Rental cars in Finland are provided by the most reliable vendors in the world. Although it will be a challenge to find a truly cheap car rental, compared to the rest of Europe, you won’t be lacking for choice when it comes to vehicle type. Choose you car from Sixt, Europcar, Hertz, Budget, Enterprise, and Alamo. All the vehicle types are available: minicars, compact sedans and economy 3-door hatchbacks, standard and fullsize 4-door sedans, 7-12 seater minivans, estate wagons, and all-wheel drive SUVs, the latter of which are highly recommended for driving in winter conditions and rural areas.

  Tips and advice for renting a car in Finland


You’ll get a better rate on a car hire in Finland by booking for three or more days.


You may have heard that fines for speeding in Finland are based on income, not speed in excess of the limit. This only applies to Finnish citizens. Foreigners are generally hit with a modest fine and a stern warning to obey the law.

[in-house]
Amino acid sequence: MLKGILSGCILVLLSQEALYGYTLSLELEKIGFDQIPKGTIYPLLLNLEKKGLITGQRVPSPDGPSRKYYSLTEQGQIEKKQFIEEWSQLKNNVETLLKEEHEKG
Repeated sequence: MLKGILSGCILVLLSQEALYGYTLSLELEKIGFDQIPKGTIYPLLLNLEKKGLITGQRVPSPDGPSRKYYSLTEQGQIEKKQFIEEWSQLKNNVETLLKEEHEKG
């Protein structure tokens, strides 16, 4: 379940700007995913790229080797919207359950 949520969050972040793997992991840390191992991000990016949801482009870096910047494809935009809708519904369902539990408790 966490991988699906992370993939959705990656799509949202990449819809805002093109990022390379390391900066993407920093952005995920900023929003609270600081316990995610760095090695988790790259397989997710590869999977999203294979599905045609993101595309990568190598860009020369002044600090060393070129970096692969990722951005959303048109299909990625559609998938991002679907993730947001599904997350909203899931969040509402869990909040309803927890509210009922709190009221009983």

All time-sensitive road signs in Finland use military time, plus typographical shorthand for weekdays, Saturday, and Sunday. Thus, a sign prohibiting left turns on weekdays between 7:00-9:00 AM would be marked: Ei Ole Vasenta Käännöstä 7-9. For no left turns on Saturdays, 7-9 would be in parenthesis (7-9). All Sunday restrictions will be in red letters.


Some GPS are loaded with software that warns of fixed safety cameras in the vicinity, and these are completely legal in Finland. Radar detectors, on the other hand, are totally illegal and use may carry severe consequences.


Finland operates an exceptionally popular overnight car-carrier train between Helinski and Lapland, saving at least a full day’s drive one-way. These sleeper trains are a godsend for travelers on a limited schedule. Most car hire companies allow your vehicle on the train; however, your vendor may ask you to sign a waiver and pay a small fee.


Using your car horn for anything other than preventing an accident or warning of a hazard is not only against the law, but considered extremely rude.